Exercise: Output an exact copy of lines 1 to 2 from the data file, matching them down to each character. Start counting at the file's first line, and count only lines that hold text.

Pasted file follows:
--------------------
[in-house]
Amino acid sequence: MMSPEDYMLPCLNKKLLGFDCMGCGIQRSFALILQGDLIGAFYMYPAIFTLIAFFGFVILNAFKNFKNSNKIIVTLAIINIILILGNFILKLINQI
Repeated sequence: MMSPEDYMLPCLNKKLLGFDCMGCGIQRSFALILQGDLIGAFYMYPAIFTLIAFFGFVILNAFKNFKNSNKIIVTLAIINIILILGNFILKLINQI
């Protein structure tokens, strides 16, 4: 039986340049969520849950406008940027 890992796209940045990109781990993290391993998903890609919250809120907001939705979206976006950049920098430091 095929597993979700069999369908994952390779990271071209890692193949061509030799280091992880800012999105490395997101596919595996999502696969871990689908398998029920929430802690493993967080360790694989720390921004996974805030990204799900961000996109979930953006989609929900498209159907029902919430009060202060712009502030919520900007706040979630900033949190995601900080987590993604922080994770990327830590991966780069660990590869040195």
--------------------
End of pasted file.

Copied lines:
[in-house]
Amino acid sequence: MMSPEDYMLPCLNKKLLGFDCMGCGIQRSFALILQGDLIGAFYMYPAIFTLIAFFGFVILNAFKNFKNSNKIIVTLAIINIILILGNFILKLINQI